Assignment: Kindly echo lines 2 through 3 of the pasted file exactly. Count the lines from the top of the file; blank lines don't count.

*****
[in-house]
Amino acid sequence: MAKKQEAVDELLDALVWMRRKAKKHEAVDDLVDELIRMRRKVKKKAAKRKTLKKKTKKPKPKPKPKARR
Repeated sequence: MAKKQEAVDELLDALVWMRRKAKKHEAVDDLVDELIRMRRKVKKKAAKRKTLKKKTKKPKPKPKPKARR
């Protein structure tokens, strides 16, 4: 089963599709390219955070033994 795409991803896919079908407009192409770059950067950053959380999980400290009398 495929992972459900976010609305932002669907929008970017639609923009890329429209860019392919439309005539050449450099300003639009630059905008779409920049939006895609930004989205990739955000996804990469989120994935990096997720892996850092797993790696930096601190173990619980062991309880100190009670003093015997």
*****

Amino acid sequence: MAKKQEAVDELLDALVWMRRKAKKHEAVDDLVDELIRMRRKVKKKAAKRKTLKKKTKKPKPKPKPKARR
Repeated sequence: MAKKQEAVDELLDALVWMRRKAKKHEAVDDLVDELIRMRRKVKKKAAKRKTLKKKTKKPKPKPKPKARR